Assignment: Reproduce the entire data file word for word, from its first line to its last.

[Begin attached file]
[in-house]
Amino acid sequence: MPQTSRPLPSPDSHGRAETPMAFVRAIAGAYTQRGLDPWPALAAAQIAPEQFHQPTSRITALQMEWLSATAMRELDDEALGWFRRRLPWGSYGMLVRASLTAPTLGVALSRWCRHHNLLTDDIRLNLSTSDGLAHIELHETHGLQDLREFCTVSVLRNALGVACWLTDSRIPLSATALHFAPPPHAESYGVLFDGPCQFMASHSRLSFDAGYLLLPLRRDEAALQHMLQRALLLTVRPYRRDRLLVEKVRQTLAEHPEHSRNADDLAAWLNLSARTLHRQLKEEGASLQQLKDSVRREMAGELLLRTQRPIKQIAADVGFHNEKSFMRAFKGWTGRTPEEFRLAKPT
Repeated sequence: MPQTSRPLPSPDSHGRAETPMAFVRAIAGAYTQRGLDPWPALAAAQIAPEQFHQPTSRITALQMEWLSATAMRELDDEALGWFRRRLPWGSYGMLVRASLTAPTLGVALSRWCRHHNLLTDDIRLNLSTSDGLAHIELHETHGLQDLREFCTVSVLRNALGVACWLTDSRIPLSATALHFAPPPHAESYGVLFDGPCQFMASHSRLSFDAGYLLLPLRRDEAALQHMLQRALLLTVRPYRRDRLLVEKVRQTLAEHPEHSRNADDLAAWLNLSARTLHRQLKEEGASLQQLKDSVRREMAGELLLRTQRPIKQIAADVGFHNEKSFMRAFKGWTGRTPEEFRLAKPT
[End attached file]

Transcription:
[in-house]
Amino acid sequence: MPQTSRPLPSPDSHGRAETPMAFVRAIAGAYTQRGLDPWPALAAAQIAPEQFHQPTSRITALQMEWLSATAMRELDDEALGWFRRRLPWGSYGMLVRASLTAPTLGVALSRWCRHHNLLTDDIRLNLSTSDGLAHIELHETHGLQDLREFCTVSVLRNALGVACWLTDSRIPLSATALHFAPPPHAESYGVLFDGPCQFMASHSRLSFDAGYLLLPLRRDEAALQHMLQRALLLTVRPYRRDRLLVEKVRQTLAEHPEHSRNADDLAAWLNLSARTLHRQLKEEGASLQQLKDSVRREMAGELLLRTQRPIKQIAADVGFHNEKSFMRAFKGWTGRTPEEFRLAKPT
Repeated sequence: MPQTSRPLPSPDSHGRAETPMAFVRAIAGAYTQRGLDPWPALAAAQIAPEQFHQPTSRITALQMEWLSATAMRELDDEALGWFRRRLPWGSYGMLVRASLTAPTLGVALSRWCRHHNLLTDDIRLNLSTSDGLAHIELHETHGLQDLREFCTVSVLRNALGVACWLTDSRIPLSATALHFAPPPHAESYGVLFDGPCQFMASHSRLSFDAGYLLLPLRRDEAALQHMLQRALLLTVRPYRRDRLLVEKVRQTLAEHPEHSRNADDLAAWLNLSARTLHRQLKEEGASLQQLKDSVRREMAGELLLRTQRPIKQIAADVGFHNEKSFMRAFKGWTGRTPEEFRLAKPT